Inside analysis: Draft guru answers for SFI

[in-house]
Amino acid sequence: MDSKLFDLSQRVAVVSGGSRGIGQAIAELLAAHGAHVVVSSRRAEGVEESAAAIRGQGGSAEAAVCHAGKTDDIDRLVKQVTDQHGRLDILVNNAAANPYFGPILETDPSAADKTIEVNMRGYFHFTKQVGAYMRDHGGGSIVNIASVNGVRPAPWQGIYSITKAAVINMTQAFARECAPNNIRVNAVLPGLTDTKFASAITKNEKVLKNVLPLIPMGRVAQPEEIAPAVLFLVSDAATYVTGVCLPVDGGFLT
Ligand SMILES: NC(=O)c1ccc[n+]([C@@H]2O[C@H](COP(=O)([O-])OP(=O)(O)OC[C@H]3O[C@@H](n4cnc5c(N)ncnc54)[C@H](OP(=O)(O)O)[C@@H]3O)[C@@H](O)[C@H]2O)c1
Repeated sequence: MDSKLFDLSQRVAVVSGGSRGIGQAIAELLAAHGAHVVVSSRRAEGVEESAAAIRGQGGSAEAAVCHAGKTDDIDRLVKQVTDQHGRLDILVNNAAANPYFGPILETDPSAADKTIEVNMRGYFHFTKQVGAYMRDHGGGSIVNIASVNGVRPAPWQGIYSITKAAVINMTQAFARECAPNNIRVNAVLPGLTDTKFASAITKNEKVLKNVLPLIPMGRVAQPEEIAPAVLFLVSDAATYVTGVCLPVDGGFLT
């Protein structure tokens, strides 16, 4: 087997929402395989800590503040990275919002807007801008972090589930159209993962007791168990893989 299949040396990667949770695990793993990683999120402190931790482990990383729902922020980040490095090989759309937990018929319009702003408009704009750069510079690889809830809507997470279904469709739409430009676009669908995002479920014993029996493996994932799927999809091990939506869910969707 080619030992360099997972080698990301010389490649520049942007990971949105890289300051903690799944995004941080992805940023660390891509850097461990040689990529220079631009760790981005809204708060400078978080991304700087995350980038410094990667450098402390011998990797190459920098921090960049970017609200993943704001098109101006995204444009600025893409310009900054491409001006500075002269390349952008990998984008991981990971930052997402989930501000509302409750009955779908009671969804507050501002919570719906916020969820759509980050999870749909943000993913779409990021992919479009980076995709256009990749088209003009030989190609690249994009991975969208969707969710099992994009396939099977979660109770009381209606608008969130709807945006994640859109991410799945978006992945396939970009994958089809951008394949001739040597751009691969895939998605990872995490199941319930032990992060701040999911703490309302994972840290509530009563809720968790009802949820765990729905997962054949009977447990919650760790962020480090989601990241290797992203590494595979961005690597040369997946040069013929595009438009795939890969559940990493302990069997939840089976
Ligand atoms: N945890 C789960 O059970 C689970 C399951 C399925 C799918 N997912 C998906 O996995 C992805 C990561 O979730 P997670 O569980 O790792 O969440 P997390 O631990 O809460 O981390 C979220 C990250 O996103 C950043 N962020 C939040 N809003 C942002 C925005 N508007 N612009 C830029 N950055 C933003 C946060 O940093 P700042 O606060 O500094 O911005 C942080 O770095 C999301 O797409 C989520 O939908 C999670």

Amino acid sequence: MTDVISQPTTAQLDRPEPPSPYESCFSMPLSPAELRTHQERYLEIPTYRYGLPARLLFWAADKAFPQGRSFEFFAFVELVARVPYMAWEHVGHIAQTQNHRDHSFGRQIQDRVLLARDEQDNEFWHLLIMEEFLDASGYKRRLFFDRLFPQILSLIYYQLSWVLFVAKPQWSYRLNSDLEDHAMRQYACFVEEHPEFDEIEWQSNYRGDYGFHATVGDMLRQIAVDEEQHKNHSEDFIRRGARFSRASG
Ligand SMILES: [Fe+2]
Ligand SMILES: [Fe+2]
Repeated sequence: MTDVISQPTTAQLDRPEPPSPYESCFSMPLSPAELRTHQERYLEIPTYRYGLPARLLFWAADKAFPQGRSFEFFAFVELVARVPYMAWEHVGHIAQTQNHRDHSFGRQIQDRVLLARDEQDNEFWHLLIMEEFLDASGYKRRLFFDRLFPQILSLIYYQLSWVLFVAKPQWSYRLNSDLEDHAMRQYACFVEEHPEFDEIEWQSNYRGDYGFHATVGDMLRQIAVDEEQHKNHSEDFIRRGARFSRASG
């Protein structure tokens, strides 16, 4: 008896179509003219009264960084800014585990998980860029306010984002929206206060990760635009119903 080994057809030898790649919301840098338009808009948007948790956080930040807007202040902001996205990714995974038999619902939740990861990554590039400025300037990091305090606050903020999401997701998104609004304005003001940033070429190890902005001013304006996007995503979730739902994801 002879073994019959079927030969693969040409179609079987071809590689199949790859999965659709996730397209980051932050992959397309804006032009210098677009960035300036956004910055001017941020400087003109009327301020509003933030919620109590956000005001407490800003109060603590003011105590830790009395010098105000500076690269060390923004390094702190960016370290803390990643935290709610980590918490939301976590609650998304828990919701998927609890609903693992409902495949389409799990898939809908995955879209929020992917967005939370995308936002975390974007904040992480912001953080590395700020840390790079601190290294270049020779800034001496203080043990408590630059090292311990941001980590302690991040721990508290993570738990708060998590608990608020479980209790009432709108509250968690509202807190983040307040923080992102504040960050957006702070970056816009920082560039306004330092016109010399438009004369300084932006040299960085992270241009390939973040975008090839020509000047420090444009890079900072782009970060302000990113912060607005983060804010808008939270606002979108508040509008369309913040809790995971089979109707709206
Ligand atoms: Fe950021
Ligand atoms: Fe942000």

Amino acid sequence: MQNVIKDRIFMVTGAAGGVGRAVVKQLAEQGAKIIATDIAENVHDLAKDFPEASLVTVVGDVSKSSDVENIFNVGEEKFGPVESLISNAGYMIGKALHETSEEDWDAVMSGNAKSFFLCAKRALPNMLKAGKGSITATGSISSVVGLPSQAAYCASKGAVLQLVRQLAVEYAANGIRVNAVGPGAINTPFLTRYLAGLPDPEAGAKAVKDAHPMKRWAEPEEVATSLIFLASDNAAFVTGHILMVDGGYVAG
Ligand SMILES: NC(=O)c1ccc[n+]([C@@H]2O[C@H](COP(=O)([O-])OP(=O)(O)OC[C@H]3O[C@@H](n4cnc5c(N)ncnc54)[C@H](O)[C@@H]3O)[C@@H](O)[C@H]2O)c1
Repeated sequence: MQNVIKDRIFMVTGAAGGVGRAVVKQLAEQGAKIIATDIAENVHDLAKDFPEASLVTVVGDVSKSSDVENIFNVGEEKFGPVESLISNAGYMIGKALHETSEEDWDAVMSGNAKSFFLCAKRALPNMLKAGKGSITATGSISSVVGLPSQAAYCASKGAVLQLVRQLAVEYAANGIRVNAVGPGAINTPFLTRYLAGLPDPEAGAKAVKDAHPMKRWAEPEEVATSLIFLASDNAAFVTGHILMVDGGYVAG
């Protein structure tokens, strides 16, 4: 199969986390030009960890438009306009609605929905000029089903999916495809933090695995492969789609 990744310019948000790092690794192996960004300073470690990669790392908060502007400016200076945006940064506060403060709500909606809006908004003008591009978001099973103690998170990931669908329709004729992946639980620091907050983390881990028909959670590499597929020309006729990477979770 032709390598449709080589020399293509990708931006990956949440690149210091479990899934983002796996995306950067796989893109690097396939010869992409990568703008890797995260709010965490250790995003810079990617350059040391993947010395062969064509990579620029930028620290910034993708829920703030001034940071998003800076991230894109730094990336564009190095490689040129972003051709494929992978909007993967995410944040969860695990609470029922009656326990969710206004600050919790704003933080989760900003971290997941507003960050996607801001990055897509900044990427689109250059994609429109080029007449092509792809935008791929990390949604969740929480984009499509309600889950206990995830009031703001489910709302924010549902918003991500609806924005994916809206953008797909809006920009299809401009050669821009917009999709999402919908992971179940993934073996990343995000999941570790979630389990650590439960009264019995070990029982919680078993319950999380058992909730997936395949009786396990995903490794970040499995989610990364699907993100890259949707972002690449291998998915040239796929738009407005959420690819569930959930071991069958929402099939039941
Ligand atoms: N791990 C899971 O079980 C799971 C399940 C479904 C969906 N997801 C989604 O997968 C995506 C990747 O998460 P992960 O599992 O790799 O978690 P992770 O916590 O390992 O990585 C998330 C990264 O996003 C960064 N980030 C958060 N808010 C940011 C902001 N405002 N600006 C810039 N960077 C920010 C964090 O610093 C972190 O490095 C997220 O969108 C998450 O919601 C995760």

SFI: How does this year's draft compare to last season in overall available talent? Lande: I think this year is a stronger draft. I think there are more elite players this year than there were last year. There is a lot of depth in this year's draft. The only thing is that the depth is at a few positions. At some positions there is no depth after the first eight or 10 players. Whereas at linebacker, safety and corner there are a lot of very good guys. Last year the depth was probably more spread out, but it wasn't as good overall. SFI: With the 49ers having so many needs in the draft, should they attempt to trade down in the first round to collect more picks, or stay at No. 6, where they are assured of selecting an elite prospect? Lande: Unless one of the top three guys — RB Reggie Bush, DE Mario Williams and LB A.J. Hawk — were to slide a little bit, I would definitely be looking to trade down. I could even see the 49ers picking D'Brickashaw Ferguson if he were to fall to them, because it is so rare to get a franchise left tackle. If those four are off the board when it comes time for San Francisco to pick, I think they should consider trading down because the 49ers have a ways to go, so why not make sure that you get two or three solid players rather than one, because at this point no matter who you take, no matter how sure you are of the pick, there is an inherent risk. There is no sure thing. So you might as well take two or three shots instead of one. SFI: If the 49ers do remain at No. 6, who should their pick be? Do they go with the best player available, and who are players that – if they still are on the board – San Francisco simply can't pass on at that spot? Lande: Obviously, they'd love for one of those top four to slip down, but if not, I could see someone like Oregon's Haloti Ngata being there at No. 6, or really a guy who I think would be perfect for them is Vernon Davis, the tight end from Maryland. The Niners really don't have an established guy, in my opinion, at tight end. They lost Brandon Lloyd; they replaced him with Antonio Bryant, but receiver is still a question mark for them. So if you can get an impact guy that can help the offense and help Alex Smith, I think Davis would be a perfect fit right there. SFI: Why is Davis' stock surging? Lande: I think it's a combination of things. A lot of the coaches had not really sat down to watch film of him. They just heard the scouts saying, ‘Wow, this guy is a great junior and is going to be a great player," and after the combine when he worked out so well, the coaches went back and watched film and said. "Wow, this guy is really a phenomenal player." He's a dominant receiver. He's amazing catching the ball and making an impact as a receiver. SFI: What about Williams? Is he the real deal? Lande: Mario Williams is a phenomenal natural athlete, with the ability to play defensive end or defensive tackle. The thing with him is just keeping his motor at a high level all the time. He goes through stretches where he is dominant in disrupting play after play, and then he goes through stretches where he disappears for a quarter. He needs consistency. But athletically he is everything you could want in a defensive end. SFI: What are your thoughts on Hawk? Lande: I don't see any glaring weaknesses in A.J. Hawk, other than the fact that he is just a little over 6-1. But as a player and athlete he is everything you want. To me, he is one of the safest picks in the draft this year in terms of being confident that you will be getting a very, very good NFL starter with Pro Bowl potential, and there is very little chance of him missing. SFI: What are some of the things that set Hawk apart from the rest of the linebacker class? Lande: He has top-level playing speed to chase down plays in pursuit and has an explosive closing burst to finish plays. When he stays under control he can break down and tackle well out in space. He does a very good job of making tackles on receivers right after the catch. He can change directions quickly and bursts in the other direction, accelerates to full speed fast and chases plays down from behind consistently. While he played weak-side linebacker at Ohio State, he will be used best by moving him all around and lining him up at all the linebacker positions. SFI: Are the 49ers set for 2006 with Kevan Barlow, Frank Gore and Maurice Hicks at tailback, or should they consider selecting another running back to add to the mix on the first day of the draft? Lande: I like the Niners backfield as it is now. I especially like Gore, I think he has a chance to be a good starting running back in this league. Obviously his durability remains a question, but he is a really, really talented running back who actually was the starter at Miami ahead of (Willis) McGahee, and a lot of people said if he had never gotten hurt, McGahee would have never really played. But If the Niners are sitting there in the third round and there is an elite running back left on the board, they will have to look at him, but there are not a lot of great running backs this year, so if I were them I'd tend to stay with what they have already and maybe take a shot on a guy in the sixth or seventh round that intrigues them a little bit. I wouldn't use a high pick on a position that they are already deep in. You've got two guys who can be starters in Barlow and Gore, and Maurice Hicks really flashed a lot last year when he got the chance – he actually could in fact become a starter. Part II: Lande discusses the unusually rich depth at the linebacker position, wide receivers the 49ers should be looking at on the draft's first day and sleeper picks the team should consider with its 11 selections
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